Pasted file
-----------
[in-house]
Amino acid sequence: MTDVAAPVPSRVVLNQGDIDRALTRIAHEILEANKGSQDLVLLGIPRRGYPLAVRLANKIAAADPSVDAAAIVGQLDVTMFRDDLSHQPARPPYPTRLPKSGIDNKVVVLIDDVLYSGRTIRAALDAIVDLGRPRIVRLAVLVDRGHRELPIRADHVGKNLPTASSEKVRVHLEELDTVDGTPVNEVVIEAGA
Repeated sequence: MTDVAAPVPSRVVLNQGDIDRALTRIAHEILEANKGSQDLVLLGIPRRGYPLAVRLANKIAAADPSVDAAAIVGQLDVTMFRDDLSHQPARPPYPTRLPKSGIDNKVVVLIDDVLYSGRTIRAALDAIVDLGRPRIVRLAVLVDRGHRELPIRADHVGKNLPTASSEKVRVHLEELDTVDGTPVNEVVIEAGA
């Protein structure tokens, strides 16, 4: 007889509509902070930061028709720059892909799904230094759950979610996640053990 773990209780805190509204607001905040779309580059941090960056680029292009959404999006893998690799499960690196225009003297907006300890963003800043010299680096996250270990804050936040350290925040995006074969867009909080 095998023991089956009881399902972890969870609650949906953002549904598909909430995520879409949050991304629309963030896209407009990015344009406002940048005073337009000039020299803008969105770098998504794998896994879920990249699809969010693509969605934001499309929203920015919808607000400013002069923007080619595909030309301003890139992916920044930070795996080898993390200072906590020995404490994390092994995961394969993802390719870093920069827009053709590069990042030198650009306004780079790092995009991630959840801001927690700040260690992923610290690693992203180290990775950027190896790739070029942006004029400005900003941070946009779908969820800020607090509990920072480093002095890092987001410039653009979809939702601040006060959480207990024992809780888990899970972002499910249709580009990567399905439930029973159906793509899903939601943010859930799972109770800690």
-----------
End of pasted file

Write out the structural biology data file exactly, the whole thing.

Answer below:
[in-house]
Amino acid sequence: MTDVAAPVPSRVVLNQGDIDRALTRIAHEILEANKGSQDLVLLGIPRRGYPLAVRLANKIAAADPSVDAAAIVGQLDVTMFRDDLSHQPARPPYPTRLPKSGIDNKVVVLIDDVLYSGRTIRAALDAIVDLGRPRIVRLAVLVDRGHRELPIRADHVGKNLPTASSEKVRVHLEELDTVDGTPVNEVVIEAGA
Repeated sequence: MTDVAAPVPSRVVLNQGDIDRALTRIAHEILEANKGSQDLVLLGIPRRGYPLAVRLANKIAAADPSVDAAAIVGQLDVTMFRDDLSHQPARPPYPTRLPKSGIDNKVVVLIDDVLYSGRTIRAALDAIVDLGRPRIVRLAVLVDRGHRELPIRADHVGKNLPTASSEKVRVHLEELDTVDGTPVNEVVIEAGA
């Protein structure tokens, strides 16, 4: 007889509509902070930061028709720059892909799904230094759950979610996640053990 773990209780805190509204607001905040779309580059941090960056680029292009959404999006893998690799499960690196225009003297907006300890963003800043010299680096996250270990804050936040350290925040995006074969867009909080 095998023991089956009881399902972890969870609650949906953002549904598909909430995520879409949050991304629309963030896209407009990015344009406002940048005073337009000039020299803008969105770098998504794998896994879920990249699809969010693509969605934001499309929203920015919808607000400013002069923007080619595909030309301003890139992916920044930070795996080898993390200072906590020995404490994390092994995961394969993802390719870093920069827009053709590069990042030198650009306004780079790092995009991630959840801001927690700040260690992923610290690693992203180290990775950027190896790739070029942006004029400005900003941070946009779908969820800020607090509990920072480093002095890092987001410039653009979809939702601040006060959480207990024992809780888990899970972002499910249709580009990567399905439930029973159906793509899903939601943010859930799972109770800690």